Yes, I've investigated the CD40192 and several others and I see what you mean - I could eliminate one of the 555 counters. Unfortunately, that would force me to use two CD4511s to convert BCD to 7-segment. However, I may still be able to use just one counter and control which pin receives the signal with a transistor or two. Excellent suggestion, I'll look into this and get back.

    Thank you for the suggestion!

    I have found a nice, simple T-type flip flop circuit with few parts, so I'll give that a shot and post my results as well.
     
  10. SgtWookie

    Expert

    Jul 17, 2007
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    Digital IC's generate broadband noise. An ideal square wave is composed of the fundamental frequency, plus ALL of the odd harmonics of the fundamental frequency. That implies unlimited bandwidth, which is not yet possible.

    Any length of wiring has inductance; the longer the wiring, the greater the inductance. Inductance will wreak havoc with digital signals. It also mucks with supply and ground lines.
    Large electrolytic capacitors take care of low-frequency transients, but due to the internal parasitics, aren't especially great at removing high-frequency transients. Small 0.1uF capacitors are used as close as possible to the supply pins to remove most of the high-frequency transients.
     
  11. elec_mech

    Thread Starter Senior Member

    Nov 12, 2008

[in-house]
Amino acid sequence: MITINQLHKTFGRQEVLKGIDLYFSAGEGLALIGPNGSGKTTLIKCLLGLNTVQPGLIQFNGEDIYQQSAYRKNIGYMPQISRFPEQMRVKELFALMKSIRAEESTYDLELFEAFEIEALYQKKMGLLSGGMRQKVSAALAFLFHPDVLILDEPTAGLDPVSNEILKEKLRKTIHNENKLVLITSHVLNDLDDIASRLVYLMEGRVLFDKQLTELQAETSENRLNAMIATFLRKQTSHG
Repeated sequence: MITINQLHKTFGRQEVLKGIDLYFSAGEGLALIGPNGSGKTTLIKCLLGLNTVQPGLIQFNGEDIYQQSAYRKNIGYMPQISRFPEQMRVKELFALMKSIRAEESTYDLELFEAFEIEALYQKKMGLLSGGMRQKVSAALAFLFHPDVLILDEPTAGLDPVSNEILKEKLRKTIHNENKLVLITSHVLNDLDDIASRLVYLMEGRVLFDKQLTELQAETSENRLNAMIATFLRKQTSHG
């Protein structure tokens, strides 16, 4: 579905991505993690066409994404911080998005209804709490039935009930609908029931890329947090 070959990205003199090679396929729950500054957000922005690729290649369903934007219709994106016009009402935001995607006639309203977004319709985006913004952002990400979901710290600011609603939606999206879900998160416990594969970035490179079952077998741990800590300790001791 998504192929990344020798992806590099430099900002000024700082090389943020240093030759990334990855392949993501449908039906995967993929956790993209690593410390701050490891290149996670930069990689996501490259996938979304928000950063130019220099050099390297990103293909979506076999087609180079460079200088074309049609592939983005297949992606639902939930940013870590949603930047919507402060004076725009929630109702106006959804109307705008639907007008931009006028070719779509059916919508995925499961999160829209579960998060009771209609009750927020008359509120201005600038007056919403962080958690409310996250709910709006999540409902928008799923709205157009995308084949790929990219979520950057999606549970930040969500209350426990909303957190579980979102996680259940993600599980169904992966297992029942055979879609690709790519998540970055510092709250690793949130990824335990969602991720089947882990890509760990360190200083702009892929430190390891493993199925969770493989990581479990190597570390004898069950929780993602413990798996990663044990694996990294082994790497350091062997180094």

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    I gave the T flip flop another shot last night (now that I learned one must connect the S and R inputs to ground) and it worked! Less parts!

    I found a mention for adding a resistor-capacitor to keep the Set (S) pin to CD4013 tied such that the flasher is kept off at start-up. I did test it and it does work, but I feel dumb because I don't know how or why this works. I'm not sure what function the diode serves either.

    According to the datasheet, if R is low and S is high, with no clock signal (I assume this is true at start-up), Q, the output should go high which would enable the flashing circuit, but it keeps it off. If I connect the resistor-capacitor to pin 4, reset, and ground S the flasher always comes on - if R is high and S is low, the datasheet says Q should be 0, so the flasher should be off. If I leave off the resistor-capacitor and connect both S and R to ground, sometimes the flasher comes on at start-up and sometimes it doesn't. Any enlightenment is appreciated.

    I came up with a circuit to eliminate one of the pulse counters, but the parts count is more than just using the second 555 pulsing circuit. I haven't tested this, but I posted it with the schematic in case it helps someone or someone sees a better way of doing this.

    Oh, should I add a 0.1uF ceramic capacitor across the power pins of EVERY IC or just the 555s? Same question about 1uF electrolytic.